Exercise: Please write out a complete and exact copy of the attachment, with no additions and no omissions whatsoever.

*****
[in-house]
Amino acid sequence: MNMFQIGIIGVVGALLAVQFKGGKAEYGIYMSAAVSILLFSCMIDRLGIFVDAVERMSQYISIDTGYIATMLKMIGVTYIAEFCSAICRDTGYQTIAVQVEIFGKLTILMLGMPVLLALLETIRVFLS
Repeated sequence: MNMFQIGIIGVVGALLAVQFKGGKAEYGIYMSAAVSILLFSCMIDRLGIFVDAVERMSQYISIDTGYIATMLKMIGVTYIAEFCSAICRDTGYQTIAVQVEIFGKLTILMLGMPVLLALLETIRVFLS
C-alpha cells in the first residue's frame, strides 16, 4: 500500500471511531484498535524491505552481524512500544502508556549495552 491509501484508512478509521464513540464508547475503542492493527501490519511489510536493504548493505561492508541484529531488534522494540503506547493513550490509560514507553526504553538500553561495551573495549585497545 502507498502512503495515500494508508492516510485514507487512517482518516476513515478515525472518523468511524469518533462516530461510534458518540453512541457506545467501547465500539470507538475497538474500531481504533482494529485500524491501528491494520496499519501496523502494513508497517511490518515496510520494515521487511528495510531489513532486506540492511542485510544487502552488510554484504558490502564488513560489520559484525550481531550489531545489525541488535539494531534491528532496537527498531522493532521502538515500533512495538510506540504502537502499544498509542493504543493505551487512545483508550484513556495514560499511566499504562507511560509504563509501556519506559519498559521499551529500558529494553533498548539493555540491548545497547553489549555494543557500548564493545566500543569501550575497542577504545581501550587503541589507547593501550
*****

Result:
[in-house]
Amino acid sequence: MNMFQIGIIGVVGALLAVQFKGGKAEYGIYMSAAVSILLFSCMIDRLGIFVDAVERMSQYISIDTGYIATMLKMIGVTYIAEFCSAICRDTGYQTIAVQVEIFGKLTILMLGMPVLLALLETIRVFLS
Repeated sequence: MNMFQIGIIGVVGALLAVQFKGGKAEYGIYMSAAVSILLFSCMIDRLGIFVDAVERMSQYISIDTGYIATMLKMIGVTYIAEFCSAICRDTGYQTIAVQVEIFGKLTILMLGMPVLLALLETIRVFLS
C-alpha cells in the first residue's frame, strides 16, 4: 500500500471511531484498535524491505552481524512500544502508556549495552 491509501484508512478509521464513540464508547475503542492493527501490519511489510536493504548493505561492508541484529531488534522494540503506547493513550490509560514507553526504553538500553561495551573495549585497545 502507498502512503495515500494508508492516510485514507487512517482518516476513515478515525472518523468511524469518533462516530461510534458518540453512541457506545467501547465500539470507538475497538474500531481504533482494529485500524491501528491494520496499519501496523502494513508497517511490518515496510520494515521487511528495510531489513532486506540492511542485510544487502552488510554484504558490502564488513560489520559484525550481531550489531545489525541488535539494531534491528532496537527498531522493532521502538515500533512495538510506540504502537502499544498509542493504543493505551487512545483508550484513556495514560499511566499504562507511560509504563509501556519506559519498559521499551529500558529494553533498548539493555540491548545497547553489549555494543557500548564493545566500543569501550575497542577504545581501550587503541589507547593501550